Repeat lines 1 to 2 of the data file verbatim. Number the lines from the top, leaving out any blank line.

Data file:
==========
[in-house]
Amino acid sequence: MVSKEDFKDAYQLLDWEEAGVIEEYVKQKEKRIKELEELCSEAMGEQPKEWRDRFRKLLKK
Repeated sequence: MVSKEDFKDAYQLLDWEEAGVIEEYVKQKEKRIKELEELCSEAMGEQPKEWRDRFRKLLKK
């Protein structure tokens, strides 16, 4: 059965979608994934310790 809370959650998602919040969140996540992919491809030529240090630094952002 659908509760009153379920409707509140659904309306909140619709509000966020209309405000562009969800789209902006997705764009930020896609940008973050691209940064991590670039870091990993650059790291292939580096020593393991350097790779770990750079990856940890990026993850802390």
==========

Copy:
[in-house]
Amino acid sequence: MVSKEDFKDAYQLLDWEEAGVIEEYVKQKEKRIKELEELCSEAMGEQPKEWRDRFRKLLKK